Medically reviewed on July 13, 2022 by Jordan Stachel, M.S., RDN, CPT. To give you technically accurate, evidence-based information, content published on the Everlywell blog is reviewed by credentialed professionals with expertise in medical and bioscience fields.
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Each day, whether we realize it or not, our bodies are exposed to a range of heavy metals in our physical environment. While most metals are relatively harmless, excessive exposure for prolonged durations can result in some undesirable health outcomes.
Understanding the relationship between heavy metals and your body is an important step toward gaining a big-picture perspective of your health and wellness. Interested in learning about how to test for heavy metals in the body? Keep reading for everything you need to know.
Heavy metals refer to a class of substances with distinctly high atomic weights and densities.  While seldom found in the natural geological makeup of the Earth, the heavy metals we encounter in modern life are largely the result of human industrial development. 
There are about 40 heavy metals known to science.  Some of the most common ones include: 
While your body needs select heavy metals to stay healthy (e.g. zinc), chronic exposure to high levels of certain heavy metals can cause heavy metal poisoning.
Symptoms and severity of heavy metal poisoning can vary widely depending on the causal heavy metal and level of exposure. Some common signs of heavy metal poisoning include: 
Because heavy metals are ubiquitous constituents of the modern physical environment, there are a host of ways you can encounter them in your everyday life.
Some heavy metals, like arsenic, can turn up in human water systems, while others, like cadmium, can result from industrial runoff contaminating our food sources. 
The most common culprits of heavy metal exposure include: 
One of the most well-known examples of serious heavy metal poisoning is lead poisoning.
Once a common ingredient in household paint, lead is still present in many buildings in use today. If you’re an occupant of an older building, it’s important to have your home tested to ensure there isn’t lead exposure—especially if you have children in your household, for whom lead exposure can be especially dangerous. 
Currently, the best heavy metal testing in the body is by taking a heavy metal blood test. This is a simple, virtually risk-free procedure that may be administered in one of two ways: by your healthcare provider or with a home testing kit.
Heavy metal tests administered by healthcare providers usually screen for four substances that can be dangerous in high quantities. These include:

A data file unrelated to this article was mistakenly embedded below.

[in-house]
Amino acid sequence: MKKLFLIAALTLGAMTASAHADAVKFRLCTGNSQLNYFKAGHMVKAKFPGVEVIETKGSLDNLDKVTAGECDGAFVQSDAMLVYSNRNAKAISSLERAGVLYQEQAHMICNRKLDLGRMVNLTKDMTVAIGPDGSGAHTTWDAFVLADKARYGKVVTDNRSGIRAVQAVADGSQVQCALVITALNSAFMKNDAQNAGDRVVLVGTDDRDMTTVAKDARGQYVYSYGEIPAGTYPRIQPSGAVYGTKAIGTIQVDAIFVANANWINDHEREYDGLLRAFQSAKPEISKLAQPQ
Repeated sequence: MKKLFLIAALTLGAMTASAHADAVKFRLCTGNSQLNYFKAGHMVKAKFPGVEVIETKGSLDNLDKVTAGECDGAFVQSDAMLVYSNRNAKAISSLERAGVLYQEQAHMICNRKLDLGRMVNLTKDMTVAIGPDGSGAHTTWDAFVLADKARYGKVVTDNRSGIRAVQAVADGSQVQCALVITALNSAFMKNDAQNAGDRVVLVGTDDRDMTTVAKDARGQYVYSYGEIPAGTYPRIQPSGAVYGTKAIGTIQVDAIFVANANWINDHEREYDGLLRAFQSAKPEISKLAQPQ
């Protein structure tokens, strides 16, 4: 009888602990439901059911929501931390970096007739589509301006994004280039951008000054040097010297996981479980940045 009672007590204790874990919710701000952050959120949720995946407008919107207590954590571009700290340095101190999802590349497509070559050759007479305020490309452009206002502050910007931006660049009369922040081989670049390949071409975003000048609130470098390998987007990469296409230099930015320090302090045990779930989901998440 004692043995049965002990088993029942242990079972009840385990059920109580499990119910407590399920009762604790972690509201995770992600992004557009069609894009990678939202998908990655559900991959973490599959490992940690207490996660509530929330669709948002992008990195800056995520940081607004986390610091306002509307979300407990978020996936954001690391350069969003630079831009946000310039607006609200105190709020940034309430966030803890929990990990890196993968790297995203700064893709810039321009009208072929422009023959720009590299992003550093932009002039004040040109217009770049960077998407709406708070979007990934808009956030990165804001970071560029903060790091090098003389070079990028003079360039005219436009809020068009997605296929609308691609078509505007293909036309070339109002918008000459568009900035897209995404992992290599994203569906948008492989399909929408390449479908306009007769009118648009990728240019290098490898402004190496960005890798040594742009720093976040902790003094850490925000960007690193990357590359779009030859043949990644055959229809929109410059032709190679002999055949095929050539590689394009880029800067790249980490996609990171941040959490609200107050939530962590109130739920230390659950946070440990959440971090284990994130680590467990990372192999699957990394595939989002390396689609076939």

While less common, some healthcare providers may also be able to measure blood levels of: 
In general, it’s recommended that you eliminate seafood from your diet at least 48 hours before your blood test. This is because some seafood contains high levels of mercury, which can inflate or skew the mercury levels recorded in your test results. 
Bear in mind that some heavy metals don’t linger very long in your bloodstream, so even if your exposure is high your blood test results may not record your level of exposure. If you’re concerned about exposure to a toxic heavy metal, talk to your healthcare provider about your options for hair or urine tests, which may paint a fuller picture of your exposure to noxious substances. 
If you’d prefer not to have your blood drawn, you can also screen your body for heavy metals by providing a urine sample with an at-home lab test.
Home testing kits are a convenient, minimally invasive alternative to being screened by a healthcare provider. Not only can they screen for a toxic heavy metal, but they may also tell you whether or not your body has sufficient levels of certain metals your body needs to stay healthy, like selenium and iodine.
It’s not uncommon to encounter heavy metals in the physical environment, but it can be difficult to gauge the toll they take on our health. This is because the effects of heavy metal exposure are cumulative—in other words, they more commonly lead to long-term health concerns rather than acute distress or toxicity. 
As such, heavy metal testing can be an important part of moderating and regulating our exposure to certain substances. If your heavy metal blood test exhibits elevated levels of certain heavy metals, there are two ways to minimize your health risks: